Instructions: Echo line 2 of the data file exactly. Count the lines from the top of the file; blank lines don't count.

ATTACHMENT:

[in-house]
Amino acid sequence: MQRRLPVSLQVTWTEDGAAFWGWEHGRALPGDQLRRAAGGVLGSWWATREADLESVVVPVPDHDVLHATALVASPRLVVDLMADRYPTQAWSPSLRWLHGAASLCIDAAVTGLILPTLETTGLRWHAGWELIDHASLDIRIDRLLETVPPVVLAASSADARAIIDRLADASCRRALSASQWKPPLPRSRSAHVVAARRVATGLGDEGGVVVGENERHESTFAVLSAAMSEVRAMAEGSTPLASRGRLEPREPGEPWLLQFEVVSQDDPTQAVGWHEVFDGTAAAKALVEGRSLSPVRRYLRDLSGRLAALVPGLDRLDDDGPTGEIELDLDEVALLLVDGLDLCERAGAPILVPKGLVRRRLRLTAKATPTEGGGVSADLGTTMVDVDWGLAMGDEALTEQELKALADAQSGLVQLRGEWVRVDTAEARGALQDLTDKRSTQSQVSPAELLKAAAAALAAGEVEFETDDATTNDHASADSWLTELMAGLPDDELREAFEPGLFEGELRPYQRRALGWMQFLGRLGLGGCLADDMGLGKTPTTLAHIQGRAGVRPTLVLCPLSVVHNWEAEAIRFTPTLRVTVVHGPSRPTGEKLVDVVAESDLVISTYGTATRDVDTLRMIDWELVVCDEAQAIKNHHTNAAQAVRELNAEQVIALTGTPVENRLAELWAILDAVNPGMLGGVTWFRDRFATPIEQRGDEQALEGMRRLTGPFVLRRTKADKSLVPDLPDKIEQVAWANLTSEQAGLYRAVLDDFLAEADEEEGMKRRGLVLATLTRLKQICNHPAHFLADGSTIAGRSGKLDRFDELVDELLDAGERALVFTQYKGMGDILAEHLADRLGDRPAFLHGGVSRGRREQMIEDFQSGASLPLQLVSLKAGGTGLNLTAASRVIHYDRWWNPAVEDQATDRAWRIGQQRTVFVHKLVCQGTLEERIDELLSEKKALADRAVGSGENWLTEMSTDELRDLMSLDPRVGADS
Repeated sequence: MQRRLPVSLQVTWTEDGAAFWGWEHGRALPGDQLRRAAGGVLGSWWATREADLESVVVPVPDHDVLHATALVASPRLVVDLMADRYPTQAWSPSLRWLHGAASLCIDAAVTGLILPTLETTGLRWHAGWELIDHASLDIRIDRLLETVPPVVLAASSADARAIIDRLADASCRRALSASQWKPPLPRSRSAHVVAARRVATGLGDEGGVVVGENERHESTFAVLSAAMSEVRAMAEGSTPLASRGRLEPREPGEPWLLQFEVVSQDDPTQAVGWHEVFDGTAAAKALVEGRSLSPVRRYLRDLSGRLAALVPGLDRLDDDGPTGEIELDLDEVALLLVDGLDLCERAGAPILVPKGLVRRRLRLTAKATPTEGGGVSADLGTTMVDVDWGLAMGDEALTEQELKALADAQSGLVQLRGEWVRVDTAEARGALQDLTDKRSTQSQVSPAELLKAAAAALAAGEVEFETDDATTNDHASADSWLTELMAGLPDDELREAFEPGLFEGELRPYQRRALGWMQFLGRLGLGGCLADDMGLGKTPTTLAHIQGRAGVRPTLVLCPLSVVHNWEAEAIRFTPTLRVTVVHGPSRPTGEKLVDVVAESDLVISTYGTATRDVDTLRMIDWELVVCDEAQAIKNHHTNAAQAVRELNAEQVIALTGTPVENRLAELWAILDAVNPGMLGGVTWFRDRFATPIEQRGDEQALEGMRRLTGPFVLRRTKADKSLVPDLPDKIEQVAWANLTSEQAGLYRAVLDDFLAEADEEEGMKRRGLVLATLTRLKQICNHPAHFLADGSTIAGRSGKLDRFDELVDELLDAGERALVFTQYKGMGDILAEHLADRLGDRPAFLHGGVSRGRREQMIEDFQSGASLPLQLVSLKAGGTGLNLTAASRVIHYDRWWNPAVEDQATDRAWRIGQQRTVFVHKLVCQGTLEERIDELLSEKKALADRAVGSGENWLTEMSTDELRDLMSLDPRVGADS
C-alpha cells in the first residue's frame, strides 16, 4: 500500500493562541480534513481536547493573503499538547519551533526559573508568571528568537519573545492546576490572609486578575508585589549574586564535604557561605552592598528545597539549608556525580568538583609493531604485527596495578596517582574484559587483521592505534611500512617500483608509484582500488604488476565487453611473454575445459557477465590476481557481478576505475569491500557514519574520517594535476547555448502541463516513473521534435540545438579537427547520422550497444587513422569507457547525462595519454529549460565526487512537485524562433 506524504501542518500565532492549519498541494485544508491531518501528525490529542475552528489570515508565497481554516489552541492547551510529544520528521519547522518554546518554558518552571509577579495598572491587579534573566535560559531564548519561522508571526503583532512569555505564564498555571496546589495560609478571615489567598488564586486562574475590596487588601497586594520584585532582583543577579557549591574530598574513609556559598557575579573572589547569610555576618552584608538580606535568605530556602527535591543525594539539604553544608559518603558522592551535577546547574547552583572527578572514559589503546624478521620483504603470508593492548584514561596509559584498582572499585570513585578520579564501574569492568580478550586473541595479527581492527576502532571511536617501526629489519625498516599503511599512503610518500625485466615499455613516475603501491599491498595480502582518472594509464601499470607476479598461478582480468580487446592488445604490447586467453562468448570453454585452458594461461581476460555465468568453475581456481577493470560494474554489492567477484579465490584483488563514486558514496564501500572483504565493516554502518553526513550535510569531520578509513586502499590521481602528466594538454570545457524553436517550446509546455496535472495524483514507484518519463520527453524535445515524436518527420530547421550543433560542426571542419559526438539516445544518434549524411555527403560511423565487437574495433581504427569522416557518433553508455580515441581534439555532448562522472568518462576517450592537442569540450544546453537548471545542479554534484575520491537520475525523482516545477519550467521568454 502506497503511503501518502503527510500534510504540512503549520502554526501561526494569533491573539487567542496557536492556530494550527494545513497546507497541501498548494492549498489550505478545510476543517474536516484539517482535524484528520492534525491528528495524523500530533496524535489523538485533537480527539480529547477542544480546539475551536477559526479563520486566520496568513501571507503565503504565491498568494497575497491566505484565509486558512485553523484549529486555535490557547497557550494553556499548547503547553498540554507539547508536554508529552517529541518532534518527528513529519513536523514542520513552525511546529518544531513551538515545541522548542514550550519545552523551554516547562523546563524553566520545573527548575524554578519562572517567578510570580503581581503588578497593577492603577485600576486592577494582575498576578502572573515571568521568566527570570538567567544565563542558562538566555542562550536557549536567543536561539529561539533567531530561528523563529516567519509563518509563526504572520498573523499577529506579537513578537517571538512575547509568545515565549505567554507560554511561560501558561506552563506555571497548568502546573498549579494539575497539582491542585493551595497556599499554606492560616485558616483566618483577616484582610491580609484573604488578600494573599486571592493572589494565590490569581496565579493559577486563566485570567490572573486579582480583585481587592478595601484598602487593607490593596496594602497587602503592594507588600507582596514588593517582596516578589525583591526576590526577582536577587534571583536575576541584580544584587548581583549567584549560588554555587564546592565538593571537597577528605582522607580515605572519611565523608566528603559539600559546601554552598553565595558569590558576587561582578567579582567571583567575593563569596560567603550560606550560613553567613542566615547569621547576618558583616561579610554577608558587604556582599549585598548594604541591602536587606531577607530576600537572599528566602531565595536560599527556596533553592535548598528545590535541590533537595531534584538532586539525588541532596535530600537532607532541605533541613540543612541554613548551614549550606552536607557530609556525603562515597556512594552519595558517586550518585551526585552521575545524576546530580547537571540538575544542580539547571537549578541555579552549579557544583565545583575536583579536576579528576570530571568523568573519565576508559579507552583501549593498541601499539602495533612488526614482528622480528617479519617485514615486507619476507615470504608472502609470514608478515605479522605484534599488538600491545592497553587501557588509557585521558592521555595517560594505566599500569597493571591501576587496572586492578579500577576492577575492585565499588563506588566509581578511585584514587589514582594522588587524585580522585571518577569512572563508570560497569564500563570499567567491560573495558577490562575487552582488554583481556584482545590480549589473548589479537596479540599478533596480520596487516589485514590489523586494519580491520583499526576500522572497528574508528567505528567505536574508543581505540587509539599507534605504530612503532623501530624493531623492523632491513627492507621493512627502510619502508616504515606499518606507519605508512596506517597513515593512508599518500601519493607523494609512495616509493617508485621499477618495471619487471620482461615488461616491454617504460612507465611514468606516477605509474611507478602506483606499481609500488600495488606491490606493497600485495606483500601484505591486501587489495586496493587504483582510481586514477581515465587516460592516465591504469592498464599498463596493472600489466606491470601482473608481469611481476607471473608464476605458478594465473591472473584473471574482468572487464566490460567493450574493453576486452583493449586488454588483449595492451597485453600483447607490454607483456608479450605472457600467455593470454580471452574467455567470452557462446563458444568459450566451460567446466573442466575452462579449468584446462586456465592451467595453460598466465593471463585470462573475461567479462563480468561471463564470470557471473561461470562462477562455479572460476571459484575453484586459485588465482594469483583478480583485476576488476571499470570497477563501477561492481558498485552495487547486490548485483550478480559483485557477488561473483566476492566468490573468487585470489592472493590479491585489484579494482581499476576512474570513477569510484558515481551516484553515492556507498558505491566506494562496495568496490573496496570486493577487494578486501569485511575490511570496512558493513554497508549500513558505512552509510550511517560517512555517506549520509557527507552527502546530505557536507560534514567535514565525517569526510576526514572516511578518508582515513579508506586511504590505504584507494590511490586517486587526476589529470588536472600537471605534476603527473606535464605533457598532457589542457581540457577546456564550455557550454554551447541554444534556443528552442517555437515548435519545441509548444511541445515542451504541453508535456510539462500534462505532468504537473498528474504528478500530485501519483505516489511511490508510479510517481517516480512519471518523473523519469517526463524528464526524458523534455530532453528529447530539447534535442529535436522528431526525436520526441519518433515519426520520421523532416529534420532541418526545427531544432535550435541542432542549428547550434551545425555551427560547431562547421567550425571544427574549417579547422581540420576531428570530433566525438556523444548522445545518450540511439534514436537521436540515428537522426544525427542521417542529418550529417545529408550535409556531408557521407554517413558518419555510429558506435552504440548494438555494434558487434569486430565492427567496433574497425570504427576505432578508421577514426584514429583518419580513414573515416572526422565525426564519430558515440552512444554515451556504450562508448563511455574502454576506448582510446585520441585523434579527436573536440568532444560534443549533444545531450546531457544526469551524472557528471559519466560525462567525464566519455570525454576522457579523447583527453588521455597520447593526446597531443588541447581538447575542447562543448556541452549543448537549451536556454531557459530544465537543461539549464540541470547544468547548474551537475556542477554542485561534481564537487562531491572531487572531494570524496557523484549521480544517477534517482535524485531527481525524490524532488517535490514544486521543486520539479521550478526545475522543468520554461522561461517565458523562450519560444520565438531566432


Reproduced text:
Amino acid sequence: MQRRLPVSLQVTWTEDGAAFWGWEHGRALPGDQLRRAAGGVLGSWWATREADLESVVVPVPDHDVLHATALVASPRLVVDLMADRYPTQAWSPSLRWLHGAASLCIDAAVTGLILPTLETTGLRWHAGWELIDHASLDIRIDRLLETVPPVVLAASSADARAIIDRLADASCRRALSASQWKPPLPRSRSAHVVAARRVATGLGDEGGVVVGENERHESTFAVLSAAMSEVRAMAEGSTPLASRGRLEPREPGEPWLLQFEVVSQDDPTQAVGWHEVFDGTAAAKALVEGRSLSPVRRYLRDLSGRLAALVPGLDRLDDDGPTGEIELDLDEVALLLVDGLDLCERAGAPILVPKGLVRRRLRLTAKATPTEGGGVSADLGTTMVDVDWGLAMGDEALTEQELKALADAQSGLVQLRGEWVRVDTAEARGALQDLTDKRSTQSQVSPAELLKAAAAALAAGEVEFETDDATTNDHASADSWLTELMAGLPDDELREAFEPGLFEGELRPYQRRALGWMQFLGRLGLGGCLADDMGLGKTPTTLAHIQGRAGVRPTLVLCPLSVVHNWEAEAIRFTPTLRVTVVHGPSRPTGEKLVDVVAESDLVISTYGTATRDVDTLRMIDWELVVCDEAQAIKNHHTNAAQAVRELNAEQVIALTGTPVENRLAELWAILDAVNPGMLGGVTWFRDRFATPIEQRGDEQALEGMRRLTGPFVLRRTKADKSLVPDLPDKIEQVAWANLTSEQAGLYRAVLDDFLAEADEEEGMKRRGLVLATLTRLKQICNHPAHFLADGSTIAGRSGKLDRFDELVDELLDAGERALVFTQYKGMGDILAEHLADRLGDRPAFLHGGVSRGRREQMIEDFQSGASLPLQLVSLKAGGTGLNLTAASRVIHYDRWWNPAVEDQATDRAWRIGQQRTVFVHKLVCQGTLEERIDELLSEKKALADRAVGSGENWLTEMSTDELRDLMSLDPRVGADS